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From a medicinal standpoint, the sap of the plant was widely used in the early 19th century as a treatment for kidney disorders and contractions in pregnant women. Later, in 1917, medical journals published the plant's ability to soothe coughing, nervous irritation, and promote sleep. Given the mildness of its side effects, wild lettuce was used when opioid medication was not suitable.

WHAT IS THE OUTCOME AND SIDE EFFECTS OF WILD LETTUCE?

WHAT IS THE OUTCOME AND SIDE EFFECTS OF WILD LETTUCE?

With wild lettuce having an analgesic impact, its uses have been broad. Ancient cultures believed it helped suppress nymphomania and hyperactivity, although many would argue the former can be a highly beneficial condition. As we already know, the Victorians used it for pain relief, but it could also be used for anxiety, cramps, respiratory ailments, and insomnia. There are even some cases of the plant's sap being applied to the skin as an antibacterial treatment, although anecdotal accounts are mixed. Some users report irritation after using the sap directly on their skin.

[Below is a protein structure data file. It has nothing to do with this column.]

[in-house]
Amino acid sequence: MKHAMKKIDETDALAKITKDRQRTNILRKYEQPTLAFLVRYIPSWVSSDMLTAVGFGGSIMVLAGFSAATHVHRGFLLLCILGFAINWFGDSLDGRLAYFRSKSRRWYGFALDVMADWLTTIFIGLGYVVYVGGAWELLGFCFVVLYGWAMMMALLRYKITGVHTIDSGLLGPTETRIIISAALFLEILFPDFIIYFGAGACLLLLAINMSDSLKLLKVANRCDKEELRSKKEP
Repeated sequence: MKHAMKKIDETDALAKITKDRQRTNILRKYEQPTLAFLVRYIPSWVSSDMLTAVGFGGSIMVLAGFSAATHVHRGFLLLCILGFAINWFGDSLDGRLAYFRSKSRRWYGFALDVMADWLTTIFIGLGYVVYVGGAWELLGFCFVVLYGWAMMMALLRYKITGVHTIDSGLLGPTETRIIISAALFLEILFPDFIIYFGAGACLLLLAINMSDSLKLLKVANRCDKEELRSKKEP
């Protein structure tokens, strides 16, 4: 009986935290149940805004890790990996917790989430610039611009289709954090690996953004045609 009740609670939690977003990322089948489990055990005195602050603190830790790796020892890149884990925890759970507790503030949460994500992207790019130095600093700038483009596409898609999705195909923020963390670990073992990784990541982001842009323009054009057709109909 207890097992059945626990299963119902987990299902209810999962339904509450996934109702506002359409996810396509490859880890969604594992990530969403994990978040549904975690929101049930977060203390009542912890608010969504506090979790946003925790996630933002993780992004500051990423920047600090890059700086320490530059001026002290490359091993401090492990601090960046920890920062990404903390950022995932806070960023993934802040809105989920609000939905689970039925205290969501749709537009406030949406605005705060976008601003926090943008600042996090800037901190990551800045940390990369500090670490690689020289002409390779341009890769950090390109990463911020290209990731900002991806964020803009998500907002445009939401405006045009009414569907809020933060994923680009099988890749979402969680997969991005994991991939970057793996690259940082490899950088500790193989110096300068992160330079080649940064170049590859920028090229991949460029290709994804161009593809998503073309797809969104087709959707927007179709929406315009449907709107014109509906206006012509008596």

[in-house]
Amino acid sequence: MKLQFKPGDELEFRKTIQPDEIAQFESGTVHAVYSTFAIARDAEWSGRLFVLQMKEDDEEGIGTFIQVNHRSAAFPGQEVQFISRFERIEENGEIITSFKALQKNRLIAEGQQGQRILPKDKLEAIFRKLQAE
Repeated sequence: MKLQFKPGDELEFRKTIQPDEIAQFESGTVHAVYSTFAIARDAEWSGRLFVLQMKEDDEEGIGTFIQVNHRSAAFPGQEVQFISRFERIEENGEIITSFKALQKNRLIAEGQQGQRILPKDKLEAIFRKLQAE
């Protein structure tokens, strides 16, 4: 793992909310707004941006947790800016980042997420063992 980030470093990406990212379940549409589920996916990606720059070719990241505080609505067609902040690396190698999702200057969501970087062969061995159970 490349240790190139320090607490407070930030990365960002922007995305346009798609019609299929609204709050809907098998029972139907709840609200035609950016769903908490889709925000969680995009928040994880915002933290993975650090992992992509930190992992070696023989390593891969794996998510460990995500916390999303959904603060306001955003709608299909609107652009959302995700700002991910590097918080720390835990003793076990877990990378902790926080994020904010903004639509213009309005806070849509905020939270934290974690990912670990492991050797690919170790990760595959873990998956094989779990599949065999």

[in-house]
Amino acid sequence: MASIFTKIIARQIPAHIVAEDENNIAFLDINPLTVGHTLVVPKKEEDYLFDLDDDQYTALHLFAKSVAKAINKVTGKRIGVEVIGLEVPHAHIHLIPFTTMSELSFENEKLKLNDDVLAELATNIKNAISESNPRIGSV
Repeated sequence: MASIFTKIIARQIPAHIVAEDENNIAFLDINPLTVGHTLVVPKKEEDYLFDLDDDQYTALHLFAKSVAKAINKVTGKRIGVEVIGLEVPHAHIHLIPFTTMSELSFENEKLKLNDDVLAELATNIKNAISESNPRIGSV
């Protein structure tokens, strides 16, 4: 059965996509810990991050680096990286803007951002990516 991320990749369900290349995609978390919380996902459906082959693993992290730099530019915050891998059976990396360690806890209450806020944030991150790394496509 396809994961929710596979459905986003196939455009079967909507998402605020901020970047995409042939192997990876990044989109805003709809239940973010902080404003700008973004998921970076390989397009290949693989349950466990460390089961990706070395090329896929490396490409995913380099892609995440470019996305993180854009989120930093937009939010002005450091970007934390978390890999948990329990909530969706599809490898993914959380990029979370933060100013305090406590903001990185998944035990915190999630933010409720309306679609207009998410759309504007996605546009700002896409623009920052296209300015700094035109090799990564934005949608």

Unfortunately, when it comes to side effects, research into wild lettuce doesn't get a lot more comprehensive than what we have already reviewed. The study published on the NCBI noted a scenario where eight patients were admitted to the hospital for wild lettuce toxicity. Symptoms included nausea, blurred vision, dizziness, and vomiting. Recurringly, all patients recovered in a matter of days. The difficulty with this report is that it is not known how much of the plant they consumed, only that they “had ingested a great deal of the herb”. In the majority of anecdotal accounts, mild doses don’t appear to inflict any severe side effects.

SPOTTING WILD LETTUCE

SPOTTING WILD LETTUCE

We have spoken at great length about the plant’s uses and side effects, but how do you spot and prepare your own “opium lettuce treatment”? Correctly locating the herb can be difficult as it is similar to other species in the lettuce family; however, if it adheres to the following markers, chances are you have some naturally growing wild lettuce in front of you:

• Roughly 1–2 metres tall
• Leaves grow all the way up the stalk to the top of the plant